An algorithm developed by Ki H. Chon, PhD, head of the Department of Biomedical Engineering at Worcester Polytechnic Institute (WPI), in partnership with Snehraj Merchant of The ScottCare Corporation, makes it possible for a new heart monitoring system to detect incidents of atrial fibrillation (AF), the most common form of cardiac arrhythmia, far more accurately than previous methods. The algorithm, utilized in the new ScottCare CardioView Dx Suite, detects AF episodes with an accuracy of 95 percent--a dramatic improvement over the previous state of the art--and immediately flags them, obviating the need for a trained technician to spend hours analyzing data.
Atrial fibrillation, which affects about three million Americans, is an independent risk factor for death and a major cause of ischemic stroke, in which blood flow is reduced to part of the brain. Treatments are available that can significantly reduce or eliminate AF, but the condition must first be detected, which is difficult, Chon says.
"Unfortunately, it is notoriously difficult to diagnose," he notes. "AF is often asymptomatic and intermittent. In the vast majority of cases, diagnosis depends upon the presence of symptoms, such as rapid and irregular heart rate, and upon serendipity. Patients may be unaware of their irregular pulse and diagnosis may only be established during a fortuitous visit to a doctor."
In AF, the heart's normal sinus rhythm is disrupted by random electrical impulses in the atria and the pulmonary veins. This results in an irregular heartbeat that may be fleeting or recur intermittently for weeks or even years. While it is often a random phenomenon initially, AF is likely to become chronic, and it significantly elevates the risk for stroke and other complications, including congestive heart failure.
Without careful monitoring and early treatment, AF patients may be at risk of heart failure. But even when patients wear standard Holter or arrhythmia event monitors, which record heartbeats over an extended period of time, accurate detection of this sporadic phenomenon is complicated by the fact that the average human heart beats 72 times per minute. "It is impractical for a trained technician to sort through data on 100,000 heartbeats in each day's recording," Chon says.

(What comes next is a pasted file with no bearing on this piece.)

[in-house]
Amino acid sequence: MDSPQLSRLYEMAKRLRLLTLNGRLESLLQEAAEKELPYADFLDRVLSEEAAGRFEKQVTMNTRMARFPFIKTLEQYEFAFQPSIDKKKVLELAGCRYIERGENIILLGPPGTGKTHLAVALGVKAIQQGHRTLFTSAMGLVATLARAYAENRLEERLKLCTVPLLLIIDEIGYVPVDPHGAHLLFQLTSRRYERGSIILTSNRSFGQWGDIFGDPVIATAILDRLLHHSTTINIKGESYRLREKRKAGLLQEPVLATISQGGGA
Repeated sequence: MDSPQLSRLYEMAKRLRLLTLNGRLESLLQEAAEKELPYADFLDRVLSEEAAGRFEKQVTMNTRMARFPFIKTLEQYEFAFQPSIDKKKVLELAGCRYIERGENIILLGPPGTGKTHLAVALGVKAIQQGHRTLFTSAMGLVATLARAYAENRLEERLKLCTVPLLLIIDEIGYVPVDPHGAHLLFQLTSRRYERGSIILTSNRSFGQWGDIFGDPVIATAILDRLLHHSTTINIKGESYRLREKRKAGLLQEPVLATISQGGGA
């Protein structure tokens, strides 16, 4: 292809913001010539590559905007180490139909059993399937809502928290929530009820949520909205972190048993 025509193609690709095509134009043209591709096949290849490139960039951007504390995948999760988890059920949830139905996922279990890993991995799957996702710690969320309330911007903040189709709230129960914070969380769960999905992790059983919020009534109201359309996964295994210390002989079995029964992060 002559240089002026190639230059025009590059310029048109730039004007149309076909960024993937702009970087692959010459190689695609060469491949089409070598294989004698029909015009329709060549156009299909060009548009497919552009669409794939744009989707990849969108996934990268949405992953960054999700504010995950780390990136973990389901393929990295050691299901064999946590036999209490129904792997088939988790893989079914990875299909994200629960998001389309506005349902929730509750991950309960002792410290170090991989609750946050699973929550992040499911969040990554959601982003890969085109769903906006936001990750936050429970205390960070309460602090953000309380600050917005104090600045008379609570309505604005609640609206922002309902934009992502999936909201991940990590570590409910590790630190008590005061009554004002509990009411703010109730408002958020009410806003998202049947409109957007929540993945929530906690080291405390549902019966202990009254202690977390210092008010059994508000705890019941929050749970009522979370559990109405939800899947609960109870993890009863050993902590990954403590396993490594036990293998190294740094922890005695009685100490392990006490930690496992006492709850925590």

Chon's algorithm addresses the need for accurate and automatic detection in two ways: by using a novel technique to detect AF episodes that might otherwise be missed, and by enabling AF to be detected and recorded in real time, eliminating the need for manual detection after the fact.
Previous algorithms have relied upon tracking either the absence of a type of electrical activity in the heart known as the P-wave, or the variability in the timing of the contraction of the ventricle (which produces the tall spikes on an ECG tracing). While absence of P-wave fluctuations are the most telling barometer for AF, motion and noise artifacts can result in AF going undetected. Chon's algorithm, in contrast, combines three different statistical techniques, building upon the unique strengths of each to detect randomness, or markedly increased beat-to-beat variability. It is able to detect AF episodes with an accuracy of 95 percent; previous monitors have had an accuracy of only 70 to 80 percent.
The algorithm enables the TeleSentry mobile cardiac telemetry device and software in the CardioView Dx Suite to analyze the electrical information it detects in real time so it can immediately flag AF episodes, eliminating the need for technicians to spend hours analyzing the data. This is a significant improvement over traditional methods such as Holter monitors, which simply store raw data that must then be downloaded and carefully examined when the monitors are returned to a hospital or other healthcare facility.
"Early detection leads to early intervention, which is the key to saving lives," Merchant said. "That is the motivator for developing and refining algorithms like this. We started with a simple goal of designing an efficient algorithm to accurately detect atrial fibrillation. That led us to complex methods for achieving that goal. This project illustrates how harnessing computing power for rapid execution of complex algorithms is the future of medical diagnostic equipment."
The algorithm was tested repeatedly using data from an independent database provided by MIT before being tested on ScottCare's own patient data, which were collected from a double blind study. "It performed, in all cases, with a very high degree of accuracy," says Chon.